Thirdly, the renewal and relevance of reformed identity necessitates Pentecostal appropriation (Spirit of life) of its life-affirming Westminster Confession45 that identified worship, glorify and enjoying God forever as central to the human identity. For people on the margins, spiritual formation is built on worship that Calvin classifies as the only goal of all the activities of this life.46 Within reformed worship the central focus is on allegiance to the mission of the triune God who is at work within the world ensuring that justice is at the heart of all social relationships. If enjoyment of God occupies a central place in reformed theology then it must re-examine the stranglehold veto powers that European cultural hermeneutics hold on reformed theology. There is an urgent need for theological and missional re-positioning for cultural balance. The shift in the centre of Christianity from the Global North to the Global South and East necessitates that in these areas where most of the world’s population lives and majority of those that live on the margins of political economic and religious power. Reformed theology must rediscover its theology of transformative social relationship engagement within the experiences and struggles of the margins. Since reformed confessions offer clues on cultural interpretations of faith and how scripture has been understood and changed to respond to new social situation, there should be no excuse for the reformed identity not responding to contemporary communal voices from the margins whose voices are not registered or acknowledged because of their diverse cultural locations.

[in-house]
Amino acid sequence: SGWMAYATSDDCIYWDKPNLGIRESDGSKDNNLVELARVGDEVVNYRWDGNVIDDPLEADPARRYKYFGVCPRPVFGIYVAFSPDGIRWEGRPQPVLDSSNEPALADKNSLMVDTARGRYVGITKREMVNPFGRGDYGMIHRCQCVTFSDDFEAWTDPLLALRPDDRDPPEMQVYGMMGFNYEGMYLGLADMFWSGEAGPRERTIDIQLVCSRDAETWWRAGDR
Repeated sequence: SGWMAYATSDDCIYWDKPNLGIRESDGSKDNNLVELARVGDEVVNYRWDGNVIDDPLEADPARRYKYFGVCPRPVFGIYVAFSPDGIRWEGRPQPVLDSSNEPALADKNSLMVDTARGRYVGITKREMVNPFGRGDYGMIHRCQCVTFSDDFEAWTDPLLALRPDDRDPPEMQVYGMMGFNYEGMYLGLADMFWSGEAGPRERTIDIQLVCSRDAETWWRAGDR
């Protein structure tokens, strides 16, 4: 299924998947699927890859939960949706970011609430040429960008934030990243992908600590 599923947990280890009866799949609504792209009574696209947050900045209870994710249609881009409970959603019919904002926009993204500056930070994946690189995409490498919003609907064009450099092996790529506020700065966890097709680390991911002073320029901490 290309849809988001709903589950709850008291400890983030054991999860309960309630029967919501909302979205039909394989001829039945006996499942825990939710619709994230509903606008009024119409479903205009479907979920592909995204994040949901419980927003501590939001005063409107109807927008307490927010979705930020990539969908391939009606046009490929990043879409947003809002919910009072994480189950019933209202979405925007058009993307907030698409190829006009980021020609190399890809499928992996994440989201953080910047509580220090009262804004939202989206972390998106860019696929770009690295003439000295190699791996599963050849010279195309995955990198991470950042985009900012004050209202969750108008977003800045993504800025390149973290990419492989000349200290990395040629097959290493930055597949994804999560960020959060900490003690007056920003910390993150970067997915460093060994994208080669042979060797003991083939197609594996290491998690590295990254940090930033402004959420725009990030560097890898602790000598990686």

Fourth, the propensity of reformed churches to divide because of controversies over leadership and doctrine has weakened their missional potential in nations of the South. However, even when they unite and some have taken the journey into union, it was largely motivated by structural survival of the institution that was experiencing economic stability of their dysfunctional ministries.47 The opportunity was not grasped to respond to the call for unity as an opportunity to restructure and renew the church for radical missional engagement with the challenges from their local political and socio-economic context. There is an urgent need for reformed identity to rediscover the unity of the Church among people living on the margins that are experiencing threats to life. The growing conflicts and divisions in the world and the growing wave of global people movement has been triggered by migration, refugees, and civil wars call for a missional response that required united missional ecclesial effort. When people move for whatever reasons, the church is also on the move, therefore the missional relevance of the Reformed identity for people living on the margins necessitates overcoming ecclesial divisions in order to foster unity that facilitates fullness of life. Reformed identity is therefore authenticated by the character of the practitioners who offer pastoral and missional leadership with ordinary